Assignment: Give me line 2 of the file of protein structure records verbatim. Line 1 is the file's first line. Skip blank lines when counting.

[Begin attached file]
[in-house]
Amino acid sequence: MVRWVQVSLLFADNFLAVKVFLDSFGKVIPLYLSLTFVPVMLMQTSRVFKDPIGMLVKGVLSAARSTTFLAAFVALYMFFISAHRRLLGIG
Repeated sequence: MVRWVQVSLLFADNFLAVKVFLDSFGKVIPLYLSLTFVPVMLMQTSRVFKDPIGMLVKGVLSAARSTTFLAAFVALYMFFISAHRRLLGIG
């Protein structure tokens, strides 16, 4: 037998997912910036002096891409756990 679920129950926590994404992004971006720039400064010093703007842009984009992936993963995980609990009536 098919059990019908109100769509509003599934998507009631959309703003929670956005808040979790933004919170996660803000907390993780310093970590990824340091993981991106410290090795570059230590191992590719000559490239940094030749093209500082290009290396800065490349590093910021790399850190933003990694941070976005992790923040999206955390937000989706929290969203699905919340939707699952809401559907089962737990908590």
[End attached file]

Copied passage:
Amino acid sequence: MVRWVQVSLLFADNFLAVKVFLDSFGKVIPLYLSLTFVPVMLMQTSRVFKDPIGMLVKGVLSAARSTTFLAAFVALYMFFISAHRRLLGIG